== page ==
Life is all about choices. Understanding your choices, and acting on them in a reasoned and well-thought out manner is the key to a happy and fulfilled life. The corollary being, if you get the choice wrong and make a million Arsenal fans around the world yell “Oh, Bendtner!” simultaneously, then, well, pain and misery await1.
Which explains why I turned up to Iron And Wine’s gig at The Roundhouse nearly an hour late last night. You know, in the choice between watching the team I’ve supported for 33 years chase shadows, suffer possibly the more egregious refereeing decision I can remember, before very nearly staging the biggest upset until our Big Danish Galoot controlled the ball like my son and lost the chance to make a million fans go “Bendtner, you beauty, we don’t really think you’re shit at all”; or turning up on time to see a man play live that I’d seen just a few months back, it’s going to be the football every time.
What follows is, therefore, a somewhat shorter review than usual. Those of you at the back shouting “Thank God!”, shut up. Which brings me onto the problem of standing near the back. People just don’t shut up. There’s a constant chatter of people at the bar, and people who appear to have wandered into the street to witter to their friend. Deeply annoying, but the crowd looks a bit too tightly packed to bother getting closer to the front.
So, standing next to the mixing desk, I settle down to enjoy the rest of the show. I didn’t catch the names of the first few songs I heard, but what I did catch was that something wasn’t right. The sound, which you’d expect to be tip-top next to the mixing desk, was all over the shop. Vocals seemed to drift in and out, some instruments were far too loud, and the whole thing just sounded wrong. In-between song banter was so quiet as to be inaudible. Worse, the band themselves just didn’t seem to be playing that well, and the harmonies were all off.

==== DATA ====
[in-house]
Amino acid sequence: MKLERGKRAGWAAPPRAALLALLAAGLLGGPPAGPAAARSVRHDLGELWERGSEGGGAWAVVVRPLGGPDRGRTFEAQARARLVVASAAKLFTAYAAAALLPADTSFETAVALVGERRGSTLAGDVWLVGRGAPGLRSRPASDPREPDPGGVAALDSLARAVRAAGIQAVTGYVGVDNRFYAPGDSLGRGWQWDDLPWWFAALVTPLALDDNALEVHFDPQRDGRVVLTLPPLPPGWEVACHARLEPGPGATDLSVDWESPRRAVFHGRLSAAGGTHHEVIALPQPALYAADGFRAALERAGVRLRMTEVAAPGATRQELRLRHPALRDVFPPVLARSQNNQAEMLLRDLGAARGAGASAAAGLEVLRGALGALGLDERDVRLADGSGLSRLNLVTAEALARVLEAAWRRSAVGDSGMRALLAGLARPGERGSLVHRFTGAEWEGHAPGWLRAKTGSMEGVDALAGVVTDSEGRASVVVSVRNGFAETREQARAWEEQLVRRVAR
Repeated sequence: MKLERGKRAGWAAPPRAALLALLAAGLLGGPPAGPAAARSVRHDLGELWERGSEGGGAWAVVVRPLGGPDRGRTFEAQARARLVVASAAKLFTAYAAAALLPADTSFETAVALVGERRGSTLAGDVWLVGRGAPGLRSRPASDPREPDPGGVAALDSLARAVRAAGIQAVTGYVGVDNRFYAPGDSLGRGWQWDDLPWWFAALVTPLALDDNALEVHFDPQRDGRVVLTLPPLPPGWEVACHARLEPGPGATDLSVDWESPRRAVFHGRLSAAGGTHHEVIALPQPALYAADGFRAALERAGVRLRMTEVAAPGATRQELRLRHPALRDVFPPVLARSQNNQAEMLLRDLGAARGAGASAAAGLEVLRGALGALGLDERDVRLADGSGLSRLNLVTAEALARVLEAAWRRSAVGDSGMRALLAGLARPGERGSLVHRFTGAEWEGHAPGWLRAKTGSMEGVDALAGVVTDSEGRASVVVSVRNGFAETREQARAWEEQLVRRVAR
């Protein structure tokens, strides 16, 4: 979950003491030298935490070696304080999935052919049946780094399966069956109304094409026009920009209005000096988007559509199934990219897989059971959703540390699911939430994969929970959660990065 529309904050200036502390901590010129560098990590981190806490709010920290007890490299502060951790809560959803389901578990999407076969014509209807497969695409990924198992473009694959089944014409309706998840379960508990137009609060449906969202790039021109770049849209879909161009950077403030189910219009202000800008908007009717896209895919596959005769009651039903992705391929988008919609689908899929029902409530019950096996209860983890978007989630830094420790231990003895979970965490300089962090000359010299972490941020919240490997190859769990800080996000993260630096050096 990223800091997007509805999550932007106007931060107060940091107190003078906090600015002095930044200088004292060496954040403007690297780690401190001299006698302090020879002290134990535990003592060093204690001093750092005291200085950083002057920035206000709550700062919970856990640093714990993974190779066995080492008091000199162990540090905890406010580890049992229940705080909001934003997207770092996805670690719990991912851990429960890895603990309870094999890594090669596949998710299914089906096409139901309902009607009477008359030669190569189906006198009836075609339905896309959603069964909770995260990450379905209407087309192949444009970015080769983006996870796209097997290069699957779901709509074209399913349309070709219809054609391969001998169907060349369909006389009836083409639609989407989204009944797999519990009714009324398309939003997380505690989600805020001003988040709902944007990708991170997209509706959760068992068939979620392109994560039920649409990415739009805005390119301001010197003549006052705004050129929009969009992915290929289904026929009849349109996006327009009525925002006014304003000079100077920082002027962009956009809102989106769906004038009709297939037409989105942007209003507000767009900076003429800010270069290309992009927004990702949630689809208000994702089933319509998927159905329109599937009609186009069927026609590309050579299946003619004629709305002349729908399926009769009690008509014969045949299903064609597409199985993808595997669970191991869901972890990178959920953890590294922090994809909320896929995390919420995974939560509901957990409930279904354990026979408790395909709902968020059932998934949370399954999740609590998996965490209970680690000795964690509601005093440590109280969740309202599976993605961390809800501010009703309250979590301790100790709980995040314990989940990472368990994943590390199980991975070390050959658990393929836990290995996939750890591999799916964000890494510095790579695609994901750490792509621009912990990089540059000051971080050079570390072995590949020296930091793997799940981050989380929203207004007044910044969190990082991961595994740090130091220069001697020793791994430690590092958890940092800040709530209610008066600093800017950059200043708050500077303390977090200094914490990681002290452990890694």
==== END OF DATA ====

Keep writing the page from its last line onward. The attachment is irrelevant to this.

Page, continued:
“Tree By The River” came across as just ok, the lovely smoothness on-record replaced by a slightly damp fug. “House By The Sea” was reworked in a major key with horns, done jit-style – Bhundu Boys go folk! – which worked really rather well. “Peace Beneath The City” didn’t work so well. My notes from last night read “Oh bloody hell, get on with it. You’re not impressing no-one with this beatnik free-jazz kronkery.”. I’d been warned that Iron And Wine’s full band configuration can fall helplessly into jam-mode, and this was it in full effect. Thankfully it didn’t last too long.
Finally, up came “Your Fake Name Is Good Enough For Me”. Still, the harmonies were not working well, and were just too quiet. They felt like a band not quite in tune with each other yet. And the long “Become….” coda just didn’t catch fire, despite the best efforts of the band.
Off went the band for the usual oh-please-sirs-and-ladies-bequeath-us-mere-serfs-more-of your-precious-musical-accomplishments2. And on they swan again, stripped down, acoustics and mandolins ahoy. A long chat with the crowd starts off with Sam saying ‘Thanks! Next time I won’t be sick!’.
Which at least explains the performance. Suprised by the enthusiastic thanks given by the crowd, Sam comments that last time he played live with a band in London, the crowd was less than happy shouting ‘Come back without the band!’. A wag behind me shouts ‘Come back without the band, again’. Calls of ‘Harsh!’ are met with another person shouting ‘He was right though’, to approving laughs.
And as if to prove the crowd right, they go and play ‘Naked As We Came’ with harmonies that worked, Sam’s voice bright and clear, song gracefully extended, and the stripped-down accompaniment sounding just fine and dandy. A beautiful song, played beautifully, and with that he was gone.
Here’s the rub. Sam Beam has gone from writing quiet, raw yet gentle acoustic numbers on his porch to huge, loud(er) epics with all sorts of gubbins going on. Mostly, the underlying songs have been strong enough to cope with all manner of stuff laid on top of them. But on this half-showing, they start to creak live, unable to withstand the pressure. When it’s just him (and one or two able fellows), he is truly marvellous. Maybe next time, Sam, hide your bandmates’ passports. Maybe he was really just not feeling well, unable to get a great performance from his new backing band, and other shows have been great.
Get well soon, Sam, and hope you come to see us again soon – full band or no. Next time, I’ll turn up on time. Sometimes those damn choices will get you either way.
1 Oh, ok, for “pain and misery” read “slight upset”. If this year has taught me anything, it’s that there are far more important things to life than football.
2 This isn’t a dig at Iron And Wine, by the way, just a dig at the whole rigmarole. I much prefer Broken Social Scene’s method.